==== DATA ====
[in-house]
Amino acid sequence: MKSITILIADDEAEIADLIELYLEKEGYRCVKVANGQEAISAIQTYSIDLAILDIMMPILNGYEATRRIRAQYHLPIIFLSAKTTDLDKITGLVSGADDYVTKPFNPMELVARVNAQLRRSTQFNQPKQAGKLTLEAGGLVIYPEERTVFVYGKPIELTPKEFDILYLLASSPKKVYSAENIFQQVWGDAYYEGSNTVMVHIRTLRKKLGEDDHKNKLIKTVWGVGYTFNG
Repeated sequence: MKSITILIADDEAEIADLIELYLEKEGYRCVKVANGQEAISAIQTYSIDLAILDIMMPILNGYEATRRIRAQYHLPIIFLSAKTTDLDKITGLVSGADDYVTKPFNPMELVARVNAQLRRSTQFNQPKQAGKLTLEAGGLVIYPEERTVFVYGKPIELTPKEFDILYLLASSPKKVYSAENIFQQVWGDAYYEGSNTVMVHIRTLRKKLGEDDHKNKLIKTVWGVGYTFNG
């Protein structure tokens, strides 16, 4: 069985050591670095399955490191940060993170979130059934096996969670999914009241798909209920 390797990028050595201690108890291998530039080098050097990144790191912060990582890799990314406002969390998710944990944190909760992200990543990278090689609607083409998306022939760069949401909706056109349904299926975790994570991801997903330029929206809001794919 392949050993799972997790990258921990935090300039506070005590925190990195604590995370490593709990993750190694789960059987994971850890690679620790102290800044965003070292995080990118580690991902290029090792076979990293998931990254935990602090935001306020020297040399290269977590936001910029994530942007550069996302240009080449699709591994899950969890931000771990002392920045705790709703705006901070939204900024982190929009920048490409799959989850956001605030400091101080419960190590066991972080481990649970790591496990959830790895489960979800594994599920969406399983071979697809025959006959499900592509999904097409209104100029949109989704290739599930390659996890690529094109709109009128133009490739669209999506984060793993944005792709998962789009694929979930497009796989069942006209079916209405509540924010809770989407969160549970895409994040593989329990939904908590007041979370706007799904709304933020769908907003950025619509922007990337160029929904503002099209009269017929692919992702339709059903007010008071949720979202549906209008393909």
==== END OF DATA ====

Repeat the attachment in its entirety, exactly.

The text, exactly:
[in-house]
Amino acid sequence: MKSITILIADDEAEIADLIELYLEKEGYRCVKVANGQEAISAIQTYSIDLAILDIMMPILNGYEATRRIRAQYHLPIIFLSAKTTDLDKITGLVSGADDYVTKPFNPMELVARVNAQLRRSTQFNQPKQAGKLTLEAGGLVIYPEERTVFVYGKPIELTPKEFDILYLLASSPKKVYSAENIFQQVWGDAYYEGSNTVMVHIRTLRKKLGEDDHKNKLIKTVWGVGYTFNG
Repeated sequence: MKSITILIADDEAEIADLIELYLEKEGYRCVKVANGQEAISAIQTYSIDLAILDIMMPILNGYEATRRIRAQYHLPIIFLSAKTTDLDKITGLVSGADDYVTKPFNPMELVARVNAQLRRSTQFNQPKQAGKLTLEAGGLVIYPEERTVFVYGKPIELTPKEFDILYLLASSPKKVYSAENIFQQVWGDAYYEGSNTVMVHIRTLRKKLGEDDHKNKLIKTVWGVGYTFNG
């Protein structure tokens, strides 16, 4: 069985050591670095399955490191940060993170979130059934096996969670999914009241798909209920 390797990028050595201690108890291998530039080098050097990144790191912060990582890799990314406002969390998710944990944190909760992200990543990278090689609607083409998306022939760069949401909706056109349904299926975790994570991801997903330029929206809001794919 392949050993799972997790990258921990935090300039506070005590925190990195604590995370490593709990993750190694789960059987994971850890690679620790102290800044965003070292995080990118580690991902290029090792076979990293998931990254935990602090935001306020020297040399290269977590936001910029994530942007550069996302240009080449699709591994899950969890931000771990002392920045705790709703705006901070939204900024982190929009920048490409799959989850956001605030400091101080419960190590066991972080481990649970790591496990959830790895489960979800594994599920969406399983071979697809025959006959499900592509999904097409209104100029949109989704290739599930390659996890690529094109709109009128133009490739669209999506984060793993944005792709998962789009694929979930497009796989069942006209079916209405509540924010809770989407969160549970895409994040593989329990939904908590007041979370706007799904709304933020769908907003950025619509922007990337160029929904503002099209009269017929692919992702339709059903007010008071949720979202549906209008393909």